Although growing crops all year around with Controlled Environment Agriculture (CEA) has been proposed as method to localise food production and increase resilience against extreme climate events, the efficiency and limitations of this strategy need to be evaluated for each location.
Research by Luuk Graamans of Wageningen University & Research, a speaker at the upcoming Agri-TechE event on CEA, has revealed that integration with urban energy infrastructure can make vertical farms more viable.
“The pandemic has shifted the conversation to the global connectivity of countries, where people started questioning the sustainability and resilience of the international food network,” comments Luuk. “The big question is should countries or large cities (mainly) rely on imports to feed their citizens?
His research around modelling of vertical farms, shows that these systems are able to achieve higher resource use efficiencies, compared to more traditional food production, except for electricity. So, the vertical farm needs to offer additional benefits to off-set this increased energy use. One example his team has investigated is whether vertical farms could also provide heat.
“We investigated if vertical farms could provide not just food for people living in densely populated areas and also heat their homes using waste heat. We found that CEA can contribute to stabilising the increasingly complex energy grid.”
This balance between complex factors both within the growing environment and the wider socio-economic conditions, means that the rapidly growing CEA industry is beginning to diversify with different business models emerging.
Jack Farmer is CSO at LettUs Grow, the company has just launched its Drop & GrowTM growing units, which offer a complete farming solution, in a shipping container. He says that everyone in the vertical farming space is going to hit a crossroads, “Vertical farming, with its focus on higher value and higher density crops, is effectively a subset of the broader horticultural sector. All the players in the vertical farming space are facing a choice – to scale vertically and try to capture as much value in that specific space, or to diversify and take their technology expertise broader.”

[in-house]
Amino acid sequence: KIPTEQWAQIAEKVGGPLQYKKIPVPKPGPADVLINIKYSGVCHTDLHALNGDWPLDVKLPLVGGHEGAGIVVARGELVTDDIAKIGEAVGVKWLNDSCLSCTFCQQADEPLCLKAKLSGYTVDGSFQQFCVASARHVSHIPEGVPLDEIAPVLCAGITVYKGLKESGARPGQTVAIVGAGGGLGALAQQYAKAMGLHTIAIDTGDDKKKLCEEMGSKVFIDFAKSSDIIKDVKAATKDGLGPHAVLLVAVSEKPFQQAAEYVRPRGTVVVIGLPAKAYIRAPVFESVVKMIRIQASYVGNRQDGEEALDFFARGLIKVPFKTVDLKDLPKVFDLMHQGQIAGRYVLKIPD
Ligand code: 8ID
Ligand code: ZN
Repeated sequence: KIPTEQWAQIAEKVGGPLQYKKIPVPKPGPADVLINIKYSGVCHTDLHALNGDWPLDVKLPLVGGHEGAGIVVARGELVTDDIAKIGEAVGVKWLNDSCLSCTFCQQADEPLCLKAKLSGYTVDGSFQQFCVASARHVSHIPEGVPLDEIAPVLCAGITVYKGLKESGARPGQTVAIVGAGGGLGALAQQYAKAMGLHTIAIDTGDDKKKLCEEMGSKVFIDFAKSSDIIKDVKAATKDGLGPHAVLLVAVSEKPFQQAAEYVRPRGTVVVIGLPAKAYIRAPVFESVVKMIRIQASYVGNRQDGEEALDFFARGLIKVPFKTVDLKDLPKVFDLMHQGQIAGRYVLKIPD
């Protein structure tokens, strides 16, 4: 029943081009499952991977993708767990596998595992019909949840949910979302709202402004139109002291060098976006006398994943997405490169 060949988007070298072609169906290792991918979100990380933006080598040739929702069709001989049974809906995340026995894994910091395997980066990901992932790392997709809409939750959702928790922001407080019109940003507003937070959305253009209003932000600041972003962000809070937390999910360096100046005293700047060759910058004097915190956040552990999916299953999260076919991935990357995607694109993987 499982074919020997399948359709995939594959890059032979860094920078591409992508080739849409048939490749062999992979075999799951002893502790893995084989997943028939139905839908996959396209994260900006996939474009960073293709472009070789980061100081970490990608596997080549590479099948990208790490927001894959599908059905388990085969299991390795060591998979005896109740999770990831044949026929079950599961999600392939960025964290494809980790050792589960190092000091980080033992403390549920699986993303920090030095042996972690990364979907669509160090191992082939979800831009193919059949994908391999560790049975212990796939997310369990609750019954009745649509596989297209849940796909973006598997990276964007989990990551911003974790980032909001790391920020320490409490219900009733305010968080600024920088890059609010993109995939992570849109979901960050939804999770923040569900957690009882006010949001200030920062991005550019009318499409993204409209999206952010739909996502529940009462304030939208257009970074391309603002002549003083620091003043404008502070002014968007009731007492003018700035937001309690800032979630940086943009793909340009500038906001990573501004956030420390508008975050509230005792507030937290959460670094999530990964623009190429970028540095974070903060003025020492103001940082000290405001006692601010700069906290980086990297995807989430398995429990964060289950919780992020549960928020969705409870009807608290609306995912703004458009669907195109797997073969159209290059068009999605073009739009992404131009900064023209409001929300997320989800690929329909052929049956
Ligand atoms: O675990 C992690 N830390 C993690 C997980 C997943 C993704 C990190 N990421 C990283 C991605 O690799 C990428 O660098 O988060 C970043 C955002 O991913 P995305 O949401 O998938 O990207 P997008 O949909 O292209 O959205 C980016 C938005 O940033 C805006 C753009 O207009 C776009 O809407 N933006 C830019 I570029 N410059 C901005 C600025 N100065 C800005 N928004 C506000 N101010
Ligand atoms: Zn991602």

LettUs Grow is focussed on being the leading technology provider in containerised farming. Jack continues: “Drop & Grow:24, is primarily focused on people entering the horticultural space, and we expect it to be one of the most productive, ethical, and easy to use container farms on the market. This year is looking really exciting – supermarkets are investing to ensure a sustainable source of food production in the UK, which is what CEA provides. We’re also seeing a growth in ‘experiential’ food and retail and that’s also where we see our Drop & Grow container farm fitting in.”
Kate Hofman, CEO, GrowUp agrees, the company launched the UK’s first commercial-scale vertical farm in 2014. She comments: “It will be really interesting to see how the food service world recovers after lockdown – the rough numbers are that supermarket trade was up at least 11% in the last year – so retail still looks like a really good direction to go in. If we want to have an impact on the food system in the UK and change it for the better, we’re committed to partnering with those big retailers to help them deliver on their sustainability and values-driven goals.
“Our focus is very much as a salad grower that grows a fantastic product that everyone will want to buy. And we’re focussed on bringing down the cost of sustainable food, which means doing it at a big enough scale to gain the economies of production that are needed to be able to sell at everyday prices.”
The economics are an important part of the discussion. Recent investment in the sector has come from the Middle East, and other locations, where abundant solar power and scarce resources are driving interest in CEA. Luuk’s research has revealed a number of scenarios where CEA has a strong business case.
However, for the UK, CEA should be seen as a continuum from glasshouses to vertical farming. “Greenhouses can incorporate the technologies from vertical farms to increase climate control and to enhance their performance under specific climates.” Luuk continues.
It is this aspect that is grabbing the attention of conventional fresh produce growers in open field and covered crop production.
James Green is Director of Agriculture at G’s, one of Europe’s leading fresh produce growers. He explains: “There’s a balance in all of these systems between energy costs for lighting, energy costs for cooling, costs of nutrient supply, and then transportation and the supply and demand. At the end of the day, sunshine is pretty cheap and it comes up every day…
“I think a blended approach, where you’re getting as much benefit as you can from nature but you’re supplementing it and controlling the growth conditions, is what we are aiming for, rather than the fully artificially lit ‘vertical farming’.”
Source: Cambridge Network